A surreal portrait of a Catholic Private School and its hierarchy. A new student must submit to the bizarre rituals of his peers and the expectations of the school's administration by ... See full summary »
New girl Cassie (Brandon Alexander III) and outcast Maggie (Dudley Beene) are easily the most awkward girls in high school. Together, they decide the way to win the hearts of the cute boys ... See full summary »
Brandon Alexander III,
Lauren Rose Lewis
Poking fun at his much-publicized brouhaha with Southwest Airlines, writer, director, actor and ardent podcaster Kevin Smith declares himself too fat for his 40th birthday in a hilarious show before his rabidly loyal fans.
Welcome to the Salkind Universe. An era that changed how Hollywood sees Superman and other related characters on film and television. In this documentary you will get an in-depth interview ... See full summary »
In this provocative teen comedy, Luke, a young man insecure about his masculinity discovers he's a Zerophiliac, with the ability to change sex at will. Join Luke as he journeys into the ... See full summary »
Jake and Kristy Briggs are newlyweds. Being young, they are perhaps a bit unprepared for the full reality of marriage and all that it (and their parents) expect from them. Do they want ... See full summary »
All Benny wants to do is be more confident, stop thinking so much and fall in love. When he has a chance encounter with Jordan, a woman obsessed with the notion of fate and a magical kind ... See full summary »
The movie lists Richard Elfman as the lead singer of Oingo Boingo. Richard was the creator of the performance troupe "The Mystic Knights of the Oingo Boingo", the previous incarnation of the band Oingo Boingo. He is the brother to Oingo Boingo front man Danny Elfman and not a part of the musical group the resulted from his original concept. See more »
Director and screenwriter John Hughes (1950-2009) was undoubtedly one of my favorite filmmakers.I see him as a genuine artist whose movies have acquired new relevance through the decades, making me to today appreciate them not only as funny comedies or juvenile melodramas, but also as honest reflections on life, youth and the authentic meaning of maturity.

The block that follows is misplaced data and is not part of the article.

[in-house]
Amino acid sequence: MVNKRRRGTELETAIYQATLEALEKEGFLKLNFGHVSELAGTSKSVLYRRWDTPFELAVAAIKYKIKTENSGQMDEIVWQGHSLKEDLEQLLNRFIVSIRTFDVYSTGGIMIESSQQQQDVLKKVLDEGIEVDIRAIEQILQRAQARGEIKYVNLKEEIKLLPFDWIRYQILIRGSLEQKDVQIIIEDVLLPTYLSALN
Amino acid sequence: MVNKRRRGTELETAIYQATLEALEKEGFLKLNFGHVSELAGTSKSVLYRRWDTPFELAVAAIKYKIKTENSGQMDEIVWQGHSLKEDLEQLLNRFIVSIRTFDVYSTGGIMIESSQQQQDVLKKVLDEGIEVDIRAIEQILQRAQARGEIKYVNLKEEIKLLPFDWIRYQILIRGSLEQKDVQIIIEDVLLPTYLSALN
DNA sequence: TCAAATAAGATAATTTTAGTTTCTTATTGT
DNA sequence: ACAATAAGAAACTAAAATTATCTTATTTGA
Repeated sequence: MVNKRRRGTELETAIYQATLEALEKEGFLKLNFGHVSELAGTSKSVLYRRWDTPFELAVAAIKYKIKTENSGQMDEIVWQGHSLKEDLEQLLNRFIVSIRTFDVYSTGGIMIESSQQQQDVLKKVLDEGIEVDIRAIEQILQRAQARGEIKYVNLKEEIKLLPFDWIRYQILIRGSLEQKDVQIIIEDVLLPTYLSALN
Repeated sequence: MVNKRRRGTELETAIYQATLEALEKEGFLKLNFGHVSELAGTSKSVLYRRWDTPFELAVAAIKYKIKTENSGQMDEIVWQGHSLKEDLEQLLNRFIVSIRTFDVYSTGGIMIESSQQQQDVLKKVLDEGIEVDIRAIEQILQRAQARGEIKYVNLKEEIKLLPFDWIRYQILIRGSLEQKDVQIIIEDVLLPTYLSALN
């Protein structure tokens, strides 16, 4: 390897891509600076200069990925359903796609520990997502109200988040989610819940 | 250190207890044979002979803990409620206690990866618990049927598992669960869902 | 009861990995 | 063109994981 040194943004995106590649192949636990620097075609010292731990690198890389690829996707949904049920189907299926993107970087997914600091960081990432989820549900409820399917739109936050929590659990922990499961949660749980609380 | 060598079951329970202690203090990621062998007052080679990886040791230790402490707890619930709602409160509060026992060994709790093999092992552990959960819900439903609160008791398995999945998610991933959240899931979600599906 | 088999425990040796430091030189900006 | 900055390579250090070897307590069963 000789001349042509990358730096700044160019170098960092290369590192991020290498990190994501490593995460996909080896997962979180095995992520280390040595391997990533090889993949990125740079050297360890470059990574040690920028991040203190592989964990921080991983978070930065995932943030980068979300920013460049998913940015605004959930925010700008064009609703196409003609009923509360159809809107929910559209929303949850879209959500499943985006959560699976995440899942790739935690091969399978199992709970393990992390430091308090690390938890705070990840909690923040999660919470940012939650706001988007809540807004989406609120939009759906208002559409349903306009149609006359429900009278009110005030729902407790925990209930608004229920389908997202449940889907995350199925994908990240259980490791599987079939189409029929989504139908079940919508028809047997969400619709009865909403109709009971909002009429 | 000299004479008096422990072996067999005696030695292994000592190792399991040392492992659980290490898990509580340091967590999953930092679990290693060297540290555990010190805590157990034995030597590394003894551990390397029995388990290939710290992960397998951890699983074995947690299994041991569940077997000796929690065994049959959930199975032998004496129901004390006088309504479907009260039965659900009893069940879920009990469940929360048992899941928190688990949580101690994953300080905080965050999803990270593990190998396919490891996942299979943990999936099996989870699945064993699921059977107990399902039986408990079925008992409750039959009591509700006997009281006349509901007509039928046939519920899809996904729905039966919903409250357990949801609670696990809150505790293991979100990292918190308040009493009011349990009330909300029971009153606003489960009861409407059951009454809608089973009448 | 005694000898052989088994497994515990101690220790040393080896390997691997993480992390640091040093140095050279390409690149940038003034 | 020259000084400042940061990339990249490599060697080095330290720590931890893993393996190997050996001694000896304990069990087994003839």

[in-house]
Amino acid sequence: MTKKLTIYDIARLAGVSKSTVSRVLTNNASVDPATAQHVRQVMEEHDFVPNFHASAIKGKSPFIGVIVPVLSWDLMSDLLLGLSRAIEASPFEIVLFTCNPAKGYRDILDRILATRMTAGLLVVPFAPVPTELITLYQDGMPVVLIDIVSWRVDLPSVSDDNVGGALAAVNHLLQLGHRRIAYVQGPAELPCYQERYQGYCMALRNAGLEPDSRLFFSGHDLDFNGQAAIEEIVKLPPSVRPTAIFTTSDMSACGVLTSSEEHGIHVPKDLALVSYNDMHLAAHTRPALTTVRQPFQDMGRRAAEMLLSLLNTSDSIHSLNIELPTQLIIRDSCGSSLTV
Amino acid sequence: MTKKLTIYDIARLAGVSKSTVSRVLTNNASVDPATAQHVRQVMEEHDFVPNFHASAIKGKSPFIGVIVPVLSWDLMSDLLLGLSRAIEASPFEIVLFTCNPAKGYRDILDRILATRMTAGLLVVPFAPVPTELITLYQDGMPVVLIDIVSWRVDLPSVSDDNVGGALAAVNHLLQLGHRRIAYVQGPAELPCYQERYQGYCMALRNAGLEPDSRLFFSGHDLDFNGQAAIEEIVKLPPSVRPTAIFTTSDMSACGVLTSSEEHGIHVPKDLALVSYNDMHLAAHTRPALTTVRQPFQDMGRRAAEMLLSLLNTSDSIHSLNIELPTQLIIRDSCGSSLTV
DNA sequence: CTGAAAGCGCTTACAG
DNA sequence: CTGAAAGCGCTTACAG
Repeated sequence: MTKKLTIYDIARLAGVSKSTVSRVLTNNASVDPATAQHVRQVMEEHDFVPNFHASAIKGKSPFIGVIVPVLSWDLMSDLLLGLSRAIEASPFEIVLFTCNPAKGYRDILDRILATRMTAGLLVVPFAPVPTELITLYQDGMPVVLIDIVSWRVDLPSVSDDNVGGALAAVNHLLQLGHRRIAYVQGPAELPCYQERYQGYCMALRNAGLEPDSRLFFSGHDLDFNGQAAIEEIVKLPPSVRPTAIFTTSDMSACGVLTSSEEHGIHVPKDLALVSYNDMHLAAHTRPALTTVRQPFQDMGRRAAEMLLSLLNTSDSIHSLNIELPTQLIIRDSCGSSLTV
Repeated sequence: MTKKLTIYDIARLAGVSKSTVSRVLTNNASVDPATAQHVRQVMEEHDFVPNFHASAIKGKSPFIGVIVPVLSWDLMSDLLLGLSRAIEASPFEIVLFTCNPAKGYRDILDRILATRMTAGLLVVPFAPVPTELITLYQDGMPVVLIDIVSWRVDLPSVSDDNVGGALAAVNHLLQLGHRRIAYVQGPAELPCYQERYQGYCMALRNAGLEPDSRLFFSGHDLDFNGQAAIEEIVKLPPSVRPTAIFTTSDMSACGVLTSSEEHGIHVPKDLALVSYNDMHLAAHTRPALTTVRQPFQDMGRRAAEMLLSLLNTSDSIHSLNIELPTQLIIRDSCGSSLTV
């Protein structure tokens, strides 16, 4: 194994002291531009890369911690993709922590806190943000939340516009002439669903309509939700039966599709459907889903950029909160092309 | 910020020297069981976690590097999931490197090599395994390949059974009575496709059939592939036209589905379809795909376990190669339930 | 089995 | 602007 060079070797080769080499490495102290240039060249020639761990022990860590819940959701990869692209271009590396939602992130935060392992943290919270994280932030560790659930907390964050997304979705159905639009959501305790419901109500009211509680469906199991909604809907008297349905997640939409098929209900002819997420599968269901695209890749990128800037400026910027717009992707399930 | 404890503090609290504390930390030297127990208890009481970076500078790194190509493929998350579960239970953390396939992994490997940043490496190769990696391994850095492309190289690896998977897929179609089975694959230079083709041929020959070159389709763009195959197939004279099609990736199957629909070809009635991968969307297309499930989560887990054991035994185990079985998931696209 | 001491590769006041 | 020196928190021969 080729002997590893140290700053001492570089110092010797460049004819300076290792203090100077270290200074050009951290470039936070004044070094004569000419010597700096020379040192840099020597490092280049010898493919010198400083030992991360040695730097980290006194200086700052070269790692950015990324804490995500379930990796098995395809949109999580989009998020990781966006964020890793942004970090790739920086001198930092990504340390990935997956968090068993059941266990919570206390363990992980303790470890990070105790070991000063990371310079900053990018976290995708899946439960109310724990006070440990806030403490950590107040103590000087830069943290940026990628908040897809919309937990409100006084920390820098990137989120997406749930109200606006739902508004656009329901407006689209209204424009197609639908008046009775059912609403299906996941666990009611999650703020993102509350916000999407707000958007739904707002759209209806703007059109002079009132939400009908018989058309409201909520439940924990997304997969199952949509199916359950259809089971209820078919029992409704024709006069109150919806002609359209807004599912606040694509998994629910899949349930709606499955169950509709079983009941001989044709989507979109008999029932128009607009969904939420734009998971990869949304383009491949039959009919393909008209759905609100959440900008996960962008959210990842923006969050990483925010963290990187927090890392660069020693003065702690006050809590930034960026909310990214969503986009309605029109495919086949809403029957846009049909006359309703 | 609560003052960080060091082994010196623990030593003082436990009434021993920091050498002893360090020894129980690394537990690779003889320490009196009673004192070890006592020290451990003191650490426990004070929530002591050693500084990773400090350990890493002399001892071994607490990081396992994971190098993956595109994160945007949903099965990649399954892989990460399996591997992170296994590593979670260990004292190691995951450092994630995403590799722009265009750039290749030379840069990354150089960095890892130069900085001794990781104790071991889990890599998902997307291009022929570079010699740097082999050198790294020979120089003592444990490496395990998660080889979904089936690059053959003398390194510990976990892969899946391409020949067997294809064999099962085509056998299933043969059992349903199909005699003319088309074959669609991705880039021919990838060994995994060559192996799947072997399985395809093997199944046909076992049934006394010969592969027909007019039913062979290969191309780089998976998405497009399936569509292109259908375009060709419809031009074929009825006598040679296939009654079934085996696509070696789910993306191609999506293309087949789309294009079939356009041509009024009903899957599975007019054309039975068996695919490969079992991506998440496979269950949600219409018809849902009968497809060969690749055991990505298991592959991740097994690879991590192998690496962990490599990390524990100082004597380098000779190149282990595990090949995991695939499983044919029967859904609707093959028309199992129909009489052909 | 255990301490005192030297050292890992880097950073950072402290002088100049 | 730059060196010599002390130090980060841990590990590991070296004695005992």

The producers and the director of the documentary Don't You Forget About Me also admired Hughes, and in 2006, they decided to undertake a peregrination from Canada to the city of Chicago in search of the revered filmmaker, who partially retired from the cinema despite the legions of fans who were begging for his come-back.So, during an hour and a half, we see the team looking for his idol in order to interview him, and maybe discover the reasons behind his voluntary exile.We parallel see interviews to actors who worked with him; to famous directors who were influenced by his work; and to modern teenagers who keep finding amusement and valid messages on the movies their fathers saw when they were young.
Hughes died in mid-2009, when Don't You Forget About Me was in editing process, something which significantly changed the tone from the documentary and it raised the emotions generated by the testimonies from his fans.It would be cynical (and realistic) to think that that morbid angle raised the financing and distribution from this documentary, but it includes so many interesting data and such emotive moments that I can ignore the commercialism from the project.Besides, I think the movie fulfills with the intention of honouring an important, but unfortunately not very famous, eminence from modern cinema.
What is more, it is very entertaining to listen to figures such as directors Jason Reitman, Howard Deutch and Kevin Smith and film critic Roger Ebert (pre-operation) talking about their personal experiences as fans, friends and critics from the filmmaker, not to mention first-hand anecdotes from Ally Sheedy, Judd Nelson, Andrew McCarthy, Kelly LeBrock, Alan Ruck, Mia Sara and many others.All of them agree on Hughes' talent, the influence of his work in modern cinema and his famous artistic integrity.
However, Don't You Forget About Me has a few fails: on the one hand, the producers and the director make the mistake of assigning leading characters to themselves, something which feels unnecessary; and on the other hand some of the points the movie makes are repeated again and again ("Nowadays, nobody represents the teenagers in cinema"), something which also feels unnecessary.Nevertheless, I liked this documentary pretty much, mainly because of its sincerity and the impact it produces (I cannot deny the ending left me with a lump in my throat).In summary, Don't You Forget About Me represents a honest tribute to Hughes, which is something he really deserved.
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